Lump Sum Relocation Package: Everything you need to know
Every year, many companies relocate their offices to save money on operating costs or hire people from other cities. For this, the company must consider moving its current employees to their next location or begin searching for new ones. This is when Lump Sum relocation packages or allowances are a great incentive.
Lump Sum packages are affordable and provide flexibility for employee relocation, adjusting according to the company’s needs, which is why they've become more popular as companies relocate around the world and living as an expat is increasingly attractive.
However, without complete information and clear communication between the employee and the company, they may face unforeseen difficulties and costs. That is why in this article we describe what a Lump Sum relocation package is, what it includes, how it's normally managed, and the types of packages that exist. This is to support before and during the relocation of any expatriate to understand how it works and how to negotiate with whoever works their assignment, whether in another city or country.
What Is A Lump Sum Relocation Package?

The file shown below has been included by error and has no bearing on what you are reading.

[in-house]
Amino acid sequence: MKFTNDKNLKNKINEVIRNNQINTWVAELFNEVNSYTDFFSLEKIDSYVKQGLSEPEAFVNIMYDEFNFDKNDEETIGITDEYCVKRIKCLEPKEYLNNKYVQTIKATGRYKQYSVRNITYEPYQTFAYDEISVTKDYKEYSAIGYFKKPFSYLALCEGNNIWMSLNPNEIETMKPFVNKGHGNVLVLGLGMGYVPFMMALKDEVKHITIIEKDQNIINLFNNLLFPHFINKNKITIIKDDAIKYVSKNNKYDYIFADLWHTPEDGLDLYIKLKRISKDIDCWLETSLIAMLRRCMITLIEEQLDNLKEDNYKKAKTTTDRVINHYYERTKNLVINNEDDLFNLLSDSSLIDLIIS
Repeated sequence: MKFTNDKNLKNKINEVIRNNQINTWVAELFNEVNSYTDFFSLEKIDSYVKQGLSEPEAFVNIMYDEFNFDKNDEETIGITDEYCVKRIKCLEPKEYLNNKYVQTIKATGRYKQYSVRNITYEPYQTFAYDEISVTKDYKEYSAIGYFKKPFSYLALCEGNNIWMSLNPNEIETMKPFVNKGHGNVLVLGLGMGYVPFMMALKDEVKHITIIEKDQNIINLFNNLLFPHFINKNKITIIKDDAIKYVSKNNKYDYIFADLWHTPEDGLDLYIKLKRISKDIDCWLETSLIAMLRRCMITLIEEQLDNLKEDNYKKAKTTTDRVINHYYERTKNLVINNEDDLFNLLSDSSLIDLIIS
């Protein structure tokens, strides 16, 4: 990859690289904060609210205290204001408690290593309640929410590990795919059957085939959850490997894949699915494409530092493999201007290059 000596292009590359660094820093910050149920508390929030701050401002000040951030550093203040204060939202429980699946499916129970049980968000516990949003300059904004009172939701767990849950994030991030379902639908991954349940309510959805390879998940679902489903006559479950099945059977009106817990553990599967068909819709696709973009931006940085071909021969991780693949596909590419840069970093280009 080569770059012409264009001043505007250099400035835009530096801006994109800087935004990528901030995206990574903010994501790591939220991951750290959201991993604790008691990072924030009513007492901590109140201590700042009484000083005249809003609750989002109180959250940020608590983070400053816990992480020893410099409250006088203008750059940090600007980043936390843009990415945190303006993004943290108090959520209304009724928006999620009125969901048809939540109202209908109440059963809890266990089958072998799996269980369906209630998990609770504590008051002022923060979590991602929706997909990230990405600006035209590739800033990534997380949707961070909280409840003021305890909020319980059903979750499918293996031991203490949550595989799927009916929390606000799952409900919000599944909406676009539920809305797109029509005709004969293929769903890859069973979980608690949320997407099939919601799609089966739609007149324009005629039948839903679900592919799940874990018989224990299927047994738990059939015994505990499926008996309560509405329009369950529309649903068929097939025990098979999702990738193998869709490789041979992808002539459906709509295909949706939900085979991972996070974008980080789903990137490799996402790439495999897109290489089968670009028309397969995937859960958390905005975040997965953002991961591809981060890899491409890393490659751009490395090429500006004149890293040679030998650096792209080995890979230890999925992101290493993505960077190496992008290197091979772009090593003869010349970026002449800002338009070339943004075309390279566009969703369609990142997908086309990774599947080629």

Lump Sum Relocation Packages are a single payment in a certain amount intended to cover the cost of relocation for employees, helping them settle in and return to work as quickly as possible. They are usually assigned to those who have more flexibility to quickly move to a new city and job function.
Lump Sum packages include costs related to long-distance corporate moves, both nationally and internationally. This could include temporary housing, the transfer of assets, among other aspects that are detailed below.
¿What should be covered by the relocation allowance?
Lump sum packages should cover a wide range of expenses that can arise during a relocation, mainly helping to pay for the general costs related to the national or international move. Whether managed by the expat or by a relocation partner working on their behalf, these are the factors that relocation packages usually provide:
- Orientation trip: Some expats visit the new country in advance, usually to research accommodation options and familiarize with the area. These costs generally include air flight fees, hotels, meals, etc.
- Travel: Airfare for all family members. This will commonly cover a moderate amount of trips back home, especially during vacations and holidays.